24 October 2007
The European Parliament has adopted a report that calls for legislation to cap average CO2 emissions from all new passenger cars at 125 g/km as of 2015. The limit should be met through engine and vehicle technology alone, without relying on other CO2 saving measures, such as biofuels, special tires, or improvements in air conditioning systems. To ensure that the limit is met, binding annual emission targets should be set with effect from 2011.
In comparison to the earlier CO2 emission proposal by the European Commission, the target date has been moved from 2012 to 2015, but the target limit is more stringent (the Commission’s proposal called for a 130 g/km emission limit through engine and vehicle technology).
About 19% of EU CO2 emissions are produced by passenger cars and light-commercial vehicles. The Parliament’s report calls the automotive industry’s voluntary commitment to reduce emissions a failure. Despite the fact that “the technology is there to make a significant difference in a short period of time”, noted rapporteur Chris Davies (ALDE, UK), “industry has stalled in reducing CO2 emissions”. Average emissions from cars placed on the EU market in 2008 are likely to be in excess of 150 g/km, according to the report, way short of the voluntary ACEA target of 140 g/km.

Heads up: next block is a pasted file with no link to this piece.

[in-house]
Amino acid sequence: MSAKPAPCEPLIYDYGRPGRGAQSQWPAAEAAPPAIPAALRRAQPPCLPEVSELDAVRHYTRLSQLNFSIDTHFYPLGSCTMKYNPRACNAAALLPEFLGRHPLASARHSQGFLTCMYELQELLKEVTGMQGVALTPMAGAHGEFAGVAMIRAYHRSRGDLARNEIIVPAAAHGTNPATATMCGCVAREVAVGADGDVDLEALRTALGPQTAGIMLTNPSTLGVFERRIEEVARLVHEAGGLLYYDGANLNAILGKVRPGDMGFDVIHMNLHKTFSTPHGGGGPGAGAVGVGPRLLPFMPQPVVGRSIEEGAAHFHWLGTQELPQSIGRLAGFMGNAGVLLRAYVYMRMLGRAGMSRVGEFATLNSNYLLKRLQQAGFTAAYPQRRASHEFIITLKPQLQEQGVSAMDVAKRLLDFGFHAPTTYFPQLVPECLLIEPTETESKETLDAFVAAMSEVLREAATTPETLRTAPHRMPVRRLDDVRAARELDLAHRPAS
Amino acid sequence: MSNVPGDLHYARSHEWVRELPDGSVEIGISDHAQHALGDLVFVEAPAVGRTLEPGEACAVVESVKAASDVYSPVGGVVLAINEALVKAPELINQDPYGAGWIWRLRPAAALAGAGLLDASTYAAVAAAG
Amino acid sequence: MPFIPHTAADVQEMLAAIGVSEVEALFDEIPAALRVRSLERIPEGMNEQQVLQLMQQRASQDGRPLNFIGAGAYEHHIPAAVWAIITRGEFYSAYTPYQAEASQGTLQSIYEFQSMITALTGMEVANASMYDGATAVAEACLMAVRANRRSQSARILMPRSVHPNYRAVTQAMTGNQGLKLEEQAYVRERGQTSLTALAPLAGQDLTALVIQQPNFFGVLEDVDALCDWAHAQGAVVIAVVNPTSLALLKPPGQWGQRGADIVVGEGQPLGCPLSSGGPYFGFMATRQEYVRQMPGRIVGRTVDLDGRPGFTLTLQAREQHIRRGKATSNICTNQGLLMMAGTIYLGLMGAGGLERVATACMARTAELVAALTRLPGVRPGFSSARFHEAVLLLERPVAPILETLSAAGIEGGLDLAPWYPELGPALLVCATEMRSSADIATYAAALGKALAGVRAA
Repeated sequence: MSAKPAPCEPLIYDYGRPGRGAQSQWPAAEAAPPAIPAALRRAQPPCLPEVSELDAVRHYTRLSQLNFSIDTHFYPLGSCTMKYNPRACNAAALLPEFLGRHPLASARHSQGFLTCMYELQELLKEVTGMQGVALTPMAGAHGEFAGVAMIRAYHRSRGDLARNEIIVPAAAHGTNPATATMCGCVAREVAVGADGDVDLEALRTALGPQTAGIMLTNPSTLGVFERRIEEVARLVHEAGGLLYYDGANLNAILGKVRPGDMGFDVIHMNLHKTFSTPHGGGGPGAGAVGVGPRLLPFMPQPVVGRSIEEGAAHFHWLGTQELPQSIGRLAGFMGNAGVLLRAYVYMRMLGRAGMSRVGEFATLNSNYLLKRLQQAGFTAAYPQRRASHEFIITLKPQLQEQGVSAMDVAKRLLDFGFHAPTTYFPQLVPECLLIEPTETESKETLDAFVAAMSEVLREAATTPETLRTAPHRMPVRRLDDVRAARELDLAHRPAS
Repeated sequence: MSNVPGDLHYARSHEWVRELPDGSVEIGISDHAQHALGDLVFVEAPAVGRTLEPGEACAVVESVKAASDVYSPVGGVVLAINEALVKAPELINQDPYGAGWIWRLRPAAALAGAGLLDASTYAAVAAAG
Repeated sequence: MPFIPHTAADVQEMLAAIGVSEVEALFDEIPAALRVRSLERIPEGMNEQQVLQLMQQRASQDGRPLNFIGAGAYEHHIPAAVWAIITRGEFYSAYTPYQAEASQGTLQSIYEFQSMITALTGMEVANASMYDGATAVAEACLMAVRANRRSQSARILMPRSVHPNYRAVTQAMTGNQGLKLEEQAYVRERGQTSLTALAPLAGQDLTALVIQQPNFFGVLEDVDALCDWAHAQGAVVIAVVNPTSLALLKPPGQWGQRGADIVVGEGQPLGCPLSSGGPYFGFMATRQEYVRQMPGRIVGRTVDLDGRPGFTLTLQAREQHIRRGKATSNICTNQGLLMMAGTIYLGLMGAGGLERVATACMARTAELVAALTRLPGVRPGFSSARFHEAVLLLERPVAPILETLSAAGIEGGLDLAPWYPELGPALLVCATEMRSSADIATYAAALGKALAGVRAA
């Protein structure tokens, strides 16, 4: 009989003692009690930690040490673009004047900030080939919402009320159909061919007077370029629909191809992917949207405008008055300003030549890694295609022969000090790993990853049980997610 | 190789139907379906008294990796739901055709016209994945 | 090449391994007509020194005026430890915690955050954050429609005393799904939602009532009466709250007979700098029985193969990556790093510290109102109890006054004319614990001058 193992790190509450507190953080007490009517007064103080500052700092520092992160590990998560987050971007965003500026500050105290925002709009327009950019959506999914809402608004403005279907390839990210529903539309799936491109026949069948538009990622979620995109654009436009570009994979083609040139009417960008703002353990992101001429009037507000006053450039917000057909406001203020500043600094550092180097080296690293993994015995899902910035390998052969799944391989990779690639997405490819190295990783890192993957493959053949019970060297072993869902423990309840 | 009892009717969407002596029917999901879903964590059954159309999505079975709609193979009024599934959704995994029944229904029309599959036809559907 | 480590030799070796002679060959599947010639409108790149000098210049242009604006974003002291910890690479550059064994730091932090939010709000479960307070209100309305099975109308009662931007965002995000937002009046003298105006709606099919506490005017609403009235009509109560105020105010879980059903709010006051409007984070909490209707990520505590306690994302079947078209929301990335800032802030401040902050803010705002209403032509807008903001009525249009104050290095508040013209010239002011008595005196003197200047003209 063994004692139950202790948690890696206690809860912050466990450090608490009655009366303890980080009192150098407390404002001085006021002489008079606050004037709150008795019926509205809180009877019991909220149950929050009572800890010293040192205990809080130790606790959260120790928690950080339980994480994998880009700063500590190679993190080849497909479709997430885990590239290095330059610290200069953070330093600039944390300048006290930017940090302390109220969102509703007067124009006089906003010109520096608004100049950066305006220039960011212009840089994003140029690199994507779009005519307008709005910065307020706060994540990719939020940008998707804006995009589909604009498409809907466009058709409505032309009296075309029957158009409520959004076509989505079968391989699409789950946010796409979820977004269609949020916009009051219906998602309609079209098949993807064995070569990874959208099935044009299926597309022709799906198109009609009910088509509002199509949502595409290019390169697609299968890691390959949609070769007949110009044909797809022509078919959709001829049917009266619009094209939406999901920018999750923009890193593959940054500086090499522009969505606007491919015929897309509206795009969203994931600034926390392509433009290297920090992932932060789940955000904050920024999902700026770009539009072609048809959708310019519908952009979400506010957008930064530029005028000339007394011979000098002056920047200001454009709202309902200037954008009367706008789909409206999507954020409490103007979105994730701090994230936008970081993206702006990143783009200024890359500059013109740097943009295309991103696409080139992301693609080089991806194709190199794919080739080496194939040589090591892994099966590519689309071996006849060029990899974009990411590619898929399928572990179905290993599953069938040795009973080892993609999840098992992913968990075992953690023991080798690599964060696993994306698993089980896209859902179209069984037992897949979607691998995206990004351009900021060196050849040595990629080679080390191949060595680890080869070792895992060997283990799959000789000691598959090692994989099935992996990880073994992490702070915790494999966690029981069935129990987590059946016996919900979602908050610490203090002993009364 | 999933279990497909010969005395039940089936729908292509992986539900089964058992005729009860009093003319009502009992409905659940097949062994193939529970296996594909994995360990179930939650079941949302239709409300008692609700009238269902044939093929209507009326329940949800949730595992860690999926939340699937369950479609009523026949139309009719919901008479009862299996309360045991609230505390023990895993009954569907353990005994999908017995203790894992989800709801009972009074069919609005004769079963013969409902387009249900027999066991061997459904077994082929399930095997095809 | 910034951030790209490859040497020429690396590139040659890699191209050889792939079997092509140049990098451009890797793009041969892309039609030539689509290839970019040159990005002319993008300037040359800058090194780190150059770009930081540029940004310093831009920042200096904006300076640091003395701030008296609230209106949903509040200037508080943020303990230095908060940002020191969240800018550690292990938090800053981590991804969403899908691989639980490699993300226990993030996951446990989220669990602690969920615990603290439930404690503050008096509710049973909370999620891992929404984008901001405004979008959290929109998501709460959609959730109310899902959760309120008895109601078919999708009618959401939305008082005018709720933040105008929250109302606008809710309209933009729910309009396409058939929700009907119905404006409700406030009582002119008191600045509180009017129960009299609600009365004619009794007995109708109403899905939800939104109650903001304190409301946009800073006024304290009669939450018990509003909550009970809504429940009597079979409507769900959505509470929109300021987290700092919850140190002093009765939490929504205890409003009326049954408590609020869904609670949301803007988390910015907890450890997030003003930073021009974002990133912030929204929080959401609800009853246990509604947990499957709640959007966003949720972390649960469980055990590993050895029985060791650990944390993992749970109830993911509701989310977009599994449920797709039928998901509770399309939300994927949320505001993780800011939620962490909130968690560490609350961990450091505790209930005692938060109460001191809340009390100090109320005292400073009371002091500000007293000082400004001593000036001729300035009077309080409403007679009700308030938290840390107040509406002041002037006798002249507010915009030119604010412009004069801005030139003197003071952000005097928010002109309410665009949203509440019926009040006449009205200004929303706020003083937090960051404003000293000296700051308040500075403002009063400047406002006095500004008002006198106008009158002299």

As of 2020, reads the report, the average CO2 emissions should not exceed 95 g/km. Long-term targets should be determined by no later than 2016: these targets “will possibly require further emissions reductions to 70 g CO2/km or less by 2025”.
Legislative proposals and measures should be also developed to ensure that additional emission reductions of at least 10 g/km can be achieved by means of complementary measures taken as part of the integrated approach, such as the use of biofuels. In order to minimize risks that the increased use of biofuels will increase the price of food and feed, seriously affecting people on very low incomes and accelerating the destruction of tropical rainforests, the report calls on the Commission to propose strict certification rules for imported biofuels so as to avoid any negative social and ecological impact.
Source: European Parliament